Ancient Egyptians imagined death as a journey through a treacherous underworld of demon reptiles, onerous puzzles, and grueling trials. To help the dead navigate these obstacles and reach eternity, the Egyptians assembled The Chapters of Coming Forth by Daycommonly known as The Book of the Dead. The take offers spells, prayers, and adventure, a breadth that Ibeyi embraces on their third album, which takes its name from one of the book’s many entries. Since 2014’s hey EP, named after the Yoruba deity of storms and death, the French-Cuban sister duo has bent heavy emotions and weighty subjects into lithe, elegant shapes, building shrines from personal and historical tragedies. On spell 31they rework their signature layered spirituals into fleet grooves that shimmer with color and joy yet still channel pain and loss.
where Ash and Ibeyi were spectral and skeletal, evoking aching absences, the songs on spell 31 are rhythmic and sinuous, engorged with blood and energy. The twins have credited the shift to a change in their writing process: Normally, Lisa-Kaindé would initiate songs on the piano and Naomi would mold the percussion around her sister’s melodies and lyrics by her. This time, the rhythms came first, Naomi and longtime collaborator Richard Russell making beats and Lisa-Kaindé writing to them. Her melodies de ella “had to gain muscle… and be able to live up to the beat,” Lisa-Kaindé explained in an interview. The resulting album isn’t an outright jamboree, but the rhythm-forward approach becomes bolder, more lively performances and arrangements.
“Made of Gold” pulses with textures and voices, Ibeyi and Pa Salieu declaring their resilience over a thicket of rumbling bass, shrill yelps, and rattly percussion. “My spell made of gold, gold, gold,” Lisa-Kaindé sings for the hook, a buoyant harmony backing her. The line works as both incantation and earworm, a one-two punch Ibeyi also lands on “Lavender & Red Roses,” a collaboration with Jorja Smith that evokes the lush melodies of We Are KING. “Lavender and red roses,” the trio coos, their voices tender and warm as they dedicate the floral offering to a hopeless former lover. The song is the rare kiss-off that’s as sweet as a kiss.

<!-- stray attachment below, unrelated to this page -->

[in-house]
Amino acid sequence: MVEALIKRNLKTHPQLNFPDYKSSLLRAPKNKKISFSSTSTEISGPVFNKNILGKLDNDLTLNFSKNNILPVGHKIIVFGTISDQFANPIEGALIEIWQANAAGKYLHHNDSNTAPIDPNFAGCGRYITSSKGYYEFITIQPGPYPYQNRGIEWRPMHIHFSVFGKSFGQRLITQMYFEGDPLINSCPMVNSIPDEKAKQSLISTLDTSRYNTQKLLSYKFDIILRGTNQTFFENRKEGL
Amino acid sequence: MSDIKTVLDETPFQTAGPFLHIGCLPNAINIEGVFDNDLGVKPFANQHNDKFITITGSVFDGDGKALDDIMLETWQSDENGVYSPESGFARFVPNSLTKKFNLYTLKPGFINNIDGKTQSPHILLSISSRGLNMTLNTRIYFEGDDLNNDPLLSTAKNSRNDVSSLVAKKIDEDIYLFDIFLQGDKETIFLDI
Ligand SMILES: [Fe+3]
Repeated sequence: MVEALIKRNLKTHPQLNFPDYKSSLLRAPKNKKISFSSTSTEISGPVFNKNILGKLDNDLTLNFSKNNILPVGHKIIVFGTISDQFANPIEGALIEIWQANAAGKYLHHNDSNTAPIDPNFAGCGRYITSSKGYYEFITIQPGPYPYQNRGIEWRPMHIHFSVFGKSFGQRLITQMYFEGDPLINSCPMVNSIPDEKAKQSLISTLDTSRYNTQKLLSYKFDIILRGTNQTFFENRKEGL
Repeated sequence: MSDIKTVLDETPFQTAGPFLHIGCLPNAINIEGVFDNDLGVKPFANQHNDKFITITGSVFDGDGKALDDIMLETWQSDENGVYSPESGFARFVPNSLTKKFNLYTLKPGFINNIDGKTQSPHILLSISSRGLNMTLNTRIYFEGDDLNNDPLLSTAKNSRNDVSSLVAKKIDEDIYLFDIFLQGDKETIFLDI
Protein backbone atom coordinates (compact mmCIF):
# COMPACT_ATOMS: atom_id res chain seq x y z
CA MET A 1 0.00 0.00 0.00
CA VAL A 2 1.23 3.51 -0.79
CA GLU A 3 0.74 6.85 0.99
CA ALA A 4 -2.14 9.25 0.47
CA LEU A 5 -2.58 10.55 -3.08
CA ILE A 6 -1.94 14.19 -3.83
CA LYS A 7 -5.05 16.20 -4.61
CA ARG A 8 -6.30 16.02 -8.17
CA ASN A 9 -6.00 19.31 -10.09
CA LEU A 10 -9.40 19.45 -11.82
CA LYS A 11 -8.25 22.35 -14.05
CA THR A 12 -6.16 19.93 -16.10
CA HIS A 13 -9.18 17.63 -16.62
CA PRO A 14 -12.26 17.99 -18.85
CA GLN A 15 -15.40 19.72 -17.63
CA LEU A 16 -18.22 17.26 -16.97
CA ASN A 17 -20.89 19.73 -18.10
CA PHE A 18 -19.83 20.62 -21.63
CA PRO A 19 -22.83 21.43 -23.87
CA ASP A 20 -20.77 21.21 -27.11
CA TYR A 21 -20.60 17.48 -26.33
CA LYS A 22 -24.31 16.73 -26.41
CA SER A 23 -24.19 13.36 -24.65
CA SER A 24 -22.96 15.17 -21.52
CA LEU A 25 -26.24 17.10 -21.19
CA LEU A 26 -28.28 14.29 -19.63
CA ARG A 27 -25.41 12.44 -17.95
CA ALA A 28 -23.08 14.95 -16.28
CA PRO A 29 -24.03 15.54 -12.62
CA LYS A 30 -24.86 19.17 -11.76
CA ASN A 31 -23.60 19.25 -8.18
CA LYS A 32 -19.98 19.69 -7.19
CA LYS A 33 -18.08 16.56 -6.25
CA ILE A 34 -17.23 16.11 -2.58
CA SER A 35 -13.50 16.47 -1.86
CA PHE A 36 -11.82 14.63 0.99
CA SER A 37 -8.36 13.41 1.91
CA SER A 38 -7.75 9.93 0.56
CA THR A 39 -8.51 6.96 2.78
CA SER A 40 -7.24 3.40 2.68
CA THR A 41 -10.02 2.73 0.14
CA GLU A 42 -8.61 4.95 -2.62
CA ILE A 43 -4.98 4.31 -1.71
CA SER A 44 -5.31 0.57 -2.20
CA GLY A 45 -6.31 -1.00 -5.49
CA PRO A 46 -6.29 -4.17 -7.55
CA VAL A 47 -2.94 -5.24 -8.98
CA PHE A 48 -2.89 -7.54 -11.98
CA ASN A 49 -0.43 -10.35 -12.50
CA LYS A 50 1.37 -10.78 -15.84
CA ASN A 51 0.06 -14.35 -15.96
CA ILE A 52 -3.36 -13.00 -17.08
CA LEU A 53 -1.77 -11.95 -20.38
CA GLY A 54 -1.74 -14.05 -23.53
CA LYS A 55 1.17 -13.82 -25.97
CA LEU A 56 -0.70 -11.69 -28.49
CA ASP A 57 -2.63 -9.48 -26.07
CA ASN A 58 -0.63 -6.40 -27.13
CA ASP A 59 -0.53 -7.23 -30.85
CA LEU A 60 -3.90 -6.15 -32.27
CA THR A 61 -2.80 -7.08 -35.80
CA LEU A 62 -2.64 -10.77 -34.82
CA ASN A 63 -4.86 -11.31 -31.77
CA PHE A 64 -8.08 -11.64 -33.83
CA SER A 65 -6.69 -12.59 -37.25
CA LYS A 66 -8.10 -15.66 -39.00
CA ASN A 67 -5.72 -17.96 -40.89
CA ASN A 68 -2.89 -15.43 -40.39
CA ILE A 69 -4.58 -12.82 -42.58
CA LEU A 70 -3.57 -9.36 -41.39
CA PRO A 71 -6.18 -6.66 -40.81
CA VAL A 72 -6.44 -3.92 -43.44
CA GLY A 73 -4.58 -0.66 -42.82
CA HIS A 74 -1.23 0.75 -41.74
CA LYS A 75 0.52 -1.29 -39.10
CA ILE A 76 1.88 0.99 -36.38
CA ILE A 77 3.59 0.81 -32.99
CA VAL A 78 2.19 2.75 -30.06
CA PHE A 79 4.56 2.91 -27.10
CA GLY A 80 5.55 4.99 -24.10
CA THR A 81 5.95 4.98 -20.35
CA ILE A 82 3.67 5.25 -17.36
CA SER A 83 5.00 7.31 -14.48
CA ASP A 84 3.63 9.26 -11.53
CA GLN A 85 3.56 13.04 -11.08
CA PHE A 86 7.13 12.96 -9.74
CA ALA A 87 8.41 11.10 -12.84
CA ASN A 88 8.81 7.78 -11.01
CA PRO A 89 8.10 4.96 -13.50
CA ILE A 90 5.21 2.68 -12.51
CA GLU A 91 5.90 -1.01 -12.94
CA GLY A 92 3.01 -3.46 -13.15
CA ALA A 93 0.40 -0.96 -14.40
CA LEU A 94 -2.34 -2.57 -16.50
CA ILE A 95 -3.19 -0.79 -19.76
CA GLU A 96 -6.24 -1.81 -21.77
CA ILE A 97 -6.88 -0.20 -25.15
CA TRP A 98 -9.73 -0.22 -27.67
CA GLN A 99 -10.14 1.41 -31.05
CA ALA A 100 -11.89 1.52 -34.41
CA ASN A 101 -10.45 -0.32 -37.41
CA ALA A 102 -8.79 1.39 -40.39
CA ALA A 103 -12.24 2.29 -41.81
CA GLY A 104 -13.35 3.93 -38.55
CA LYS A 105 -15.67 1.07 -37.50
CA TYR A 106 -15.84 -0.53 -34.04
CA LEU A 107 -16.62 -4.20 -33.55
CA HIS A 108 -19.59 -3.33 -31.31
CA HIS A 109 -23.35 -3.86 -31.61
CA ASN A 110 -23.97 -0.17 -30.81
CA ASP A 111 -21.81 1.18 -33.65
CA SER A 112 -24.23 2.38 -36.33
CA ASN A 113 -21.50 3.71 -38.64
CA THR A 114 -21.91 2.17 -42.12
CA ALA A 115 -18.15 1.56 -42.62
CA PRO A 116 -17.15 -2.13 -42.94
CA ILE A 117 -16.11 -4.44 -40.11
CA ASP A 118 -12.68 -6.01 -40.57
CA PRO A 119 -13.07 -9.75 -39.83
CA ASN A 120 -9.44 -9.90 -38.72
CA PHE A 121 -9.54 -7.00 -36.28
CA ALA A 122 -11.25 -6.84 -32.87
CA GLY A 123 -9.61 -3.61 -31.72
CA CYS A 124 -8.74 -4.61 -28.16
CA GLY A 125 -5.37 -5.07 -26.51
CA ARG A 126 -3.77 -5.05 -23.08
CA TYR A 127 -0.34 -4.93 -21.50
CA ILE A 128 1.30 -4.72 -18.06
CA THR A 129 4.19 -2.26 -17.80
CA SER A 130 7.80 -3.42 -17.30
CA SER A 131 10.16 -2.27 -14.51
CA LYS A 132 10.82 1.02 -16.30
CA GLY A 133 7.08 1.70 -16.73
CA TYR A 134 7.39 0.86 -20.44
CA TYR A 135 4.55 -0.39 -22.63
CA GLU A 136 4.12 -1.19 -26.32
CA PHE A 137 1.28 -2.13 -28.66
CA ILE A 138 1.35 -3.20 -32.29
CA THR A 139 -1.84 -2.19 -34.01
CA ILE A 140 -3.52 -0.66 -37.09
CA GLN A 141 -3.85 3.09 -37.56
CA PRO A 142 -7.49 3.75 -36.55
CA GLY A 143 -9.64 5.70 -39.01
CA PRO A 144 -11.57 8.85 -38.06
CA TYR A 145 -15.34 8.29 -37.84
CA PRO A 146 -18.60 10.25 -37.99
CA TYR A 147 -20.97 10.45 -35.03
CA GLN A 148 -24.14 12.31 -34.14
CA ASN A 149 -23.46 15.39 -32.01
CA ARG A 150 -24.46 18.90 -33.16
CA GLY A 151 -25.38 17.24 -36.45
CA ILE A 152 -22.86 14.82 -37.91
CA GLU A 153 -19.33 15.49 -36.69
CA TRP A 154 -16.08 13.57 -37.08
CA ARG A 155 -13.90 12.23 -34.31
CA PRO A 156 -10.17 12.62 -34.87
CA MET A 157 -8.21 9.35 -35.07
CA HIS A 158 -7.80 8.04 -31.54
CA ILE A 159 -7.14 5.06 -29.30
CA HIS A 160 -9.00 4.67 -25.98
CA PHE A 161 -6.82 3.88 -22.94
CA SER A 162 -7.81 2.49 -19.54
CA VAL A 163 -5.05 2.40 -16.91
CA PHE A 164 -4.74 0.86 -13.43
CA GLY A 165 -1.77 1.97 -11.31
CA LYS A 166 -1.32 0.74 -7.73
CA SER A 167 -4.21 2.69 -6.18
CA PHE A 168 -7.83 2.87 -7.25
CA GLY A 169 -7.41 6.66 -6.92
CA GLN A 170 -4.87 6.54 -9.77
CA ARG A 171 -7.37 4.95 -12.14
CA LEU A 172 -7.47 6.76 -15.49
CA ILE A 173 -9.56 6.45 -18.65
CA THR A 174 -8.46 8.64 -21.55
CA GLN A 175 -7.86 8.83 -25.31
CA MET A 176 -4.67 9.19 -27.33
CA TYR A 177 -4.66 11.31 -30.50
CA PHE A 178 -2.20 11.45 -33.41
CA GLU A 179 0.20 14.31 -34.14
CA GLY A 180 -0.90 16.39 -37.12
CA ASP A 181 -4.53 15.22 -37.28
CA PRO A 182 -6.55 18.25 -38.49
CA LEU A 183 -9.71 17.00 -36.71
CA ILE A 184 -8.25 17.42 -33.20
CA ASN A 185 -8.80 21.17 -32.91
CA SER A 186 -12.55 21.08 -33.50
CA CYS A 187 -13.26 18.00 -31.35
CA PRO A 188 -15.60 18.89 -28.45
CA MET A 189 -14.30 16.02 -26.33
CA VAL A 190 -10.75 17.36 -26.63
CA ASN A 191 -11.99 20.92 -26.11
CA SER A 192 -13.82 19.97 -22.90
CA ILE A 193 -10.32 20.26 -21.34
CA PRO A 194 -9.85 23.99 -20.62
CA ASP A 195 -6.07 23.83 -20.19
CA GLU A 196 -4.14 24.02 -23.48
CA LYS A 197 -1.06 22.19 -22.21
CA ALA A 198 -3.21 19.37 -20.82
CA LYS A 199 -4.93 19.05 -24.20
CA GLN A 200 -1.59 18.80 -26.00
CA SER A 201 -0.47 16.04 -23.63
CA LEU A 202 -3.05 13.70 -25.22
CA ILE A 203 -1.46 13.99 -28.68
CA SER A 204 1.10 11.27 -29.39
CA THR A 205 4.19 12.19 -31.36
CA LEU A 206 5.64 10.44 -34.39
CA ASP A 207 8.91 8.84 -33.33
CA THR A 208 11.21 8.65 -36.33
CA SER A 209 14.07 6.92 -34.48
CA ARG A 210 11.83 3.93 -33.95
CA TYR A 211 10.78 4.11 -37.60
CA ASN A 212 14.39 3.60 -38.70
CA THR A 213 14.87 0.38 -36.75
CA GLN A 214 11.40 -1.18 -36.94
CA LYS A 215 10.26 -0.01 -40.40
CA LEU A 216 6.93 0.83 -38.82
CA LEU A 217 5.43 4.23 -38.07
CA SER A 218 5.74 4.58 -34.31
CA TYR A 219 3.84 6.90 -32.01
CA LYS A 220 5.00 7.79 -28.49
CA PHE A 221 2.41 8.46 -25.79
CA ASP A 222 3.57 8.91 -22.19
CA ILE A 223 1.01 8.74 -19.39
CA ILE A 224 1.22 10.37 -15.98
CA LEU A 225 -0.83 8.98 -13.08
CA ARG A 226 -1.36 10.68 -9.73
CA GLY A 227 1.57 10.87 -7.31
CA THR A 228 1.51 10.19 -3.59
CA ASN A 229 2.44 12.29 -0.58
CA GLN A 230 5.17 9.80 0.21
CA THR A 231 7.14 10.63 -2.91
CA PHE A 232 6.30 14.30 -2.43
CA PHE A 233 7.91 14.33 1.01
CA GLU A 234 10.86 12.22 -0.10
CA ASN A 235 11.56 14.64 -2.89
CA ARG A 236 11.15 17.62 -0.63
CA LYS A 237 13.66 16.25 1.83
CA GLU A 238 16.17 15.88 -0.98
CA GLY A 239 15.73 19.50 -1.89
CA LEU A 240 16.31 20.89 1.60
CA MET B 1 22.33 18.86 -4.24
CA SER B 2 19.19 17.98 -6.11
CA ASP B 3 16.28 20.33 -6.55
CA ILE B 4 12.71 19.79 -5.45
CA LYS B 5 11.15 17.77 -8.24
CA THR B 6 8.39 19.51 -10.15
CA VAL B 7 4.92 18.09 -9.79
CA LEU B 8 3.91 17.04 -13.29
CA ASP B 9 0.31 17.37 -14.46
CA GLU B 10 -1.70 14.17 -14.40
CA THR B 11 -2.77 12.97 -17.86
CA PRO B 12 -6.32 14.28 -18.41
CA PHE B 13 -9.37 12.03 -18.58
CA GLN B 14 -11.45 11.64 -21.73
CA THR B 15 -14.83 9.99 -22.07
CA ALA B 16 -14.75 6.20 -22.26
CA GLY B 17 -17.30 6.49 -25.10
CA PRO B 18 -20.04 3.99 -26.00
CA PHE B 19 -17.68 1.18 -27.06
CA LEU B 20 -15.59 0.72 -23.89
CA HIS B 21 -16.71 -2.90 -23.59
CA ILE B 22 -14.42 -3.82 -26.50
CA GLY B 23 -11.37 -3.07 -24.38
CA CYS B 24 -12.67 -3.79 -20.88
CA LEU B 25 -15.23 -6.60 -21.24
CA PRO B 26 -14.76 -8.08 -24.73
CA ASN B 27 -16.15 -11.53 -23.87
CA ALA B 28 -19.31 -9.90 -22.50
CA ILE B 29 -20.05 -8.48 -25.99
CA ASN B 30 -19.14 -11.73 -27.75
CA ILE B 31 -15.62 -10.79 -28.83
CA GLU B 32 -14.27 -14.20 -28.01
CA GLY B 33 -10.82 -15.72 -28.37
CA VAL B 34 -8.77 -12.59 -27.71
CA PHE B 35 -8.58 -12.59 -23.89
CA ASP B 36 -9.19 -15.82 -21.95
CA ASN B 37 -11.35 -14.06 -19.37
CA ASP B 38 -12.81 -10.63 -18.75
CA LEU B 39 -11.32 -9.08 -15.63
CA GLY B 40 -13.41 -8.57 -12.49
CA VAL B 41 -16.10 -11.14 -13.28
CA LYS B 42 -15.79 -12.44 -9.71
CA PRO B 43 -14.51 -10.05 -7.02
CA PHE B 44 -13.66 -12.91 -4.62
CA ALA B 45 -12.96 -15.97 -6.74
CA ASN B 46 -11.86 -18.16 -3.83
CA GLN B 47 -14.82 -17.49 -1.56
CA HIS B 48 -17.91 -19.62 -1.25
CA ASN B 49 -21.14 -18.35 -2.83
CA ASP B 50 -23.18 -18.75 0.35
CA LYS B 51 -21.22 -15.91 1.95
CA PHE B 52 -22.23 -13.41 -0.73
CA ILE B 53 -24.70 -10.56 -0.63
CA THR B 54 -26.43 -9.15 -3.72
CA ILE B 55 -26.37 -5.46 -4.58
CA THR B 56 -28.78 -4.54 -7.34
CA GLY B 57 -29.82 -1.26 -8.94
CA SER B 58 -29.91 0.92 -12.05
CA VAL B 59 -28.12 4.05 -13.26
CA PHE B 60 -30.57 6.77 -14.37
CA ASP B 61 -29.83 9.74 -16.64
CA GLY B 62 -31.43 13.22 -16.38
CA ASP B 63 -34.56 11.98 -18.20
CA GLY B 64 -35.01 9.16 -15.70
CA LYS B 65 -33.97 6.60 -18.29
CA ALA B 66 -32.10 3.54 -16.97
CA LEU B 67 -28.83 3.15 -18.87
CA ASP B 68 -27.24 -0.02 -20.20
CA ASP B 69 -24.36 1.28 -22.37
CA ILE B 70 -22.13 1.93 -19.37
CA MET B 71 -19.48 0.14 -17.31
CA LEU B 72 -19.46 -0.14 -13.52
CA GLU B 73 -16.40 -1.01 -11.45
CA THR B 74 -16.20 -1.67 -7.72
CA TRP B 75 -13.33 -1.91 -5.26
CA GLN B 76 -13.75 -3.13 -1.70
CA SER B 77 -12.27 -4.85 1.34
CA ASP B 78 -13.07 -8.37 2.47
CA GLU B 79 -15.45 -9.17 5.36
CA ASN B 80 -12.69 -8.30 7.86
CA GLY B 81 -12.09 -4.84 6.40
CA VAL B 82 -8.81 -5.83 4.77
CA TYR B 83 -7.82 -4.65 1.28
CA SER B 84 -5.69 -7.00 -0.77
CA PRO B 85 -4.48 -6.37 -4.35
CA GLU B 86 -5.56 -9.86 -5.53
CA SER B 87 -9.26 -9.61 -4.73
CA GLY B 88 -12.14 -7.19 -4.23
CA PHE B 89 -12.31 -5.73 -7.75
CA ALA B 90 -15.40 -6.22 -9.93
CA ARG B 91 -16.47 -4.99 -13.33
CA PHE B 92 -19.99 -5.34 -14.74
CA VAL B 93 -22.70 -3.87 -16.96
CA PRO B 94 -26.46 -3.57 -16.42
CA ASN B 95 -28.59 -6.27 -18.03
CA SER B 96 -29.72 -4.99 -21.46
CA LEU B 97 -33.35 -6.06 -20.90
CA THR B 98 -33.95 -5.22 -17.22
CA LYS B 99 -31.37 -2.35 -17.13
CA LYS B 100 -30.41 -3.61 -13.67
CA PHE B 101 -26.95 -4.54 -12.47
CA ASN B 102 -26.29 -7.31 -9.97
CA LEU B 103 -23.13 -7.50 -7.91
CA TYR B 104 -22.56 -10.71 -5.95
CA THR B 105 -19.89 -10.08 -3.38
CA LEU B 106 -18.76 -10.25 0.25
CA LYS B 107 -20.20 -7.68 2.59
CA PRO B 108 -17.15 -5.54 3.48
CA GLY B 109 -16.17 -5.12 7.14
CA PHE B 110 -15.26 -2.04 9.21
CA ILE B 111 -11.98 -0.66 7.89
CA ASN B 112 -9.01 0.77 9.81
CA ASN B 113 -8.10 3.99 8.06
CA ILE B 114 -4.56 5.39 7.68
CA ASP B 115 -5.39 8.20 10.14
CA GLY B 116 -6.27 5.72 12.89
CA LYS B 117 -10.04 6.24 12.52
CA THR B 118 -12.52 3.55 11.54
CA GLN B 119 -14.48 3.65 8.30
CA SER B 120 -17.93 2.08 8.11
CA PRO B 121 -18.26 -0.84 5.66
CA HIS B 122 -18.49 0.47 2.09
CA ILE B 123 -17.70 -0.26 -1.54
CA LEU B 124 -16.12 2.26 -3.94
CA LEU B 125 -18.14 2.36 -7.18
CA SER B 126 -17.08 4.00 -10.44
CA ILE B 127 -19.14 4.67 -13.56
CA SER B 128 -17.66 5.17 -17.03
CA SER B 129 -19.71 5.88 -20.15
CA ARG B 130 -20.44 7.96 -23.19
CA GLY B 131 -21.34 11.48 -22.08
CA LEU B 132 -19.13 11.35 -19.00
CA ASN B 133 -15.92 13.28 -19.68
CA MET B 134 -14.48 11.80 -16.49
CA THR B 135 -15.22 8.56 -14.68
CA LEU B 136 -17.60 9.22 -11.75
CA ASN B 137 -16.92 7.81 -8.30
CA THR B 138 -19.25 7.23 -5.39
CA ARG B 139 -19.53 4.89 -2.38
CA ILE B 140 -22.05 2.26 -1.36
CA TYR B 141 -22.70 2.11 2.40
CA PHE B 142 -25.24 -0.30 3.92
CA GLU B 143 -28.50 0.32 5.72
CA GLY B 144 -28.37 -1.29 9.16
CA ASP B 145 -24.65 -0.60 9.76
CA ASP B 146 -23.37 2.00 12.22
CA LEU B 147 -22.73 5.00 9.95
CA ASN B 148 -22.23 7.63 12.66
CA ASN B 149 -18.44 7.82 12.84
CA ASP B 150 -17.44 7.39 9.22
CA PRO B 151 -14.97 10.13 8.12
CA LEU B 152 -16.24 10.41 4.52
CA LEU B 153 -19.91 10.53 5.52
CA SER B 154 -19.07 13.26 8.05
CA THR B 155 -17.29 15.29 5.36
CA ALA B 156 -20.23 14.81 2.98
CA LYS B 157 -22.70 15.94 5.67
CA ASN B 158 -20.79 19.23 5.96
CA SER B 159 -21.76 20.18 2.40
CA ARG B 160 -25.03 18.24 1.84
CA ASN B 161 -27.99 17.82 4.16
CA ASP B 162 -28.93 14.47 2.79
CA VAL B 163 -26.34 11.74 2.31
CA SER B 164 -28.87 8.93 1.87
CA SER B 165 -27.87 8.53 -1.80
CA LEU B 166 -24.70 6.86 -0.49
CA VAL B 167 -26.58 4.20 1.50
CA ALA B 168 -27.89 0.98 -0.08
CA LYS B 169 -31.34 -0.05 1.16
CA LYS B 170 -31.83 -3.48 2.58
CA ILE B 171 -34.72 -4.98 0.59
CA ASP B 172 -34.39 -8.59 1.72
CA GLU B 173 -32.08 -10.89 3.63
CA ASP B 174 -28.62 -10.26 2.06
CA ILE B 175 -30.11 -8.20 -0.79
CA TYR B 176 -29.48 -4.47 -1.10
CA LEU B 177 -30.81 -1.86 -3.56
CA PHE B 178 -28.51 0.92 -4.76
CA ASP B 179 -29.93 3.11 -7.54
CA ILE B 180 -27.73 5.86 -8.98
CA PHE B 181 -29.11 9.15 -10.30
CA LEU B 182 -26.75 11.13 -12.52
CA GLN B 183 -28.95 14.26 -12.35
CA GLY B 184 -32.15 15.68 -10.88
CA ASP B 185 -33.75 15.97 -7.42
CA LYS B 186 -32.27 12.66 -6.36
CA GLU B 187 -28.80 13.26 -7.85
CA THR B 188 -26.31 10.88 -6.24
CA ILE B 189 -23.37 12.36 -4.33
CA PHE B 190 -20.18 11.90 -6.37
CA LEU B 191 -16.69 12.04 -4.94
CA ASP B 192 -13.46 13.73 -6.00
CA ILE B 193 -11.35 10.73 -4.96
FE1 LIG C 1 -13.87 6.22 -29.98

Amid the revelry and uplift, Ibeyi still evokes the bone-deep grief and despondence that characterized their early work. “Creature (Perfect)” builds to an epiphany that sounds more paralyzing than freeing. “I don’t have to be perfect, don’t have to be perfect/I finally see, I’m just a creature,” Lisa-Kaindé wails, stretching the last word with downcast trills that recall Björk. “Tears Are Our Medicine” offers a similar mix of pain and triumph, the sisters dolefully reaching their upper registers over a spare bassline and a faint drone. “Look at my eyes and cry with me,” they softly request.
On “Los Muertos,” over solemn hums, dulled stomps, and the Santería chant of “ibaé,” which is used to honor deceased loved ones, they recite the names of lost relatives and friends. The song is celebratory despite its gravity, the “ibaé” sourced from a song by Lisa-Kaindé and Naomi Díaz’s late father, famed conguero Miguel “Angá” Díaz. Ibeyi also sampled their father on “Rise Above,” a soulful but limp interpretation of Black Flag’s punk standard. Their version, which they reportedly recorded without hearing the original, includes a perfunctory reference to George Floyd’s murder, and is more respectable than galvanizing.
Luckily, “Rise Above” is the album’s sole misfire. Ibeyi continue to celebrate and probe diaspora, building bridges between the sounds and traditions of their transatlantic heritage. There’s a quiet audacity to their growing syncretism, which here casually yokes together Egyptian funerary lore, South African sangomas, Santería rituals, and British rap. The wacky sprawl feels in step with The Book of the Dead, which historically was a varying, unofficial collection of texts rather than a stable, canonical book. In Ibeyi’s deft hands, tradition, like death, is a gateway to strange wonders.
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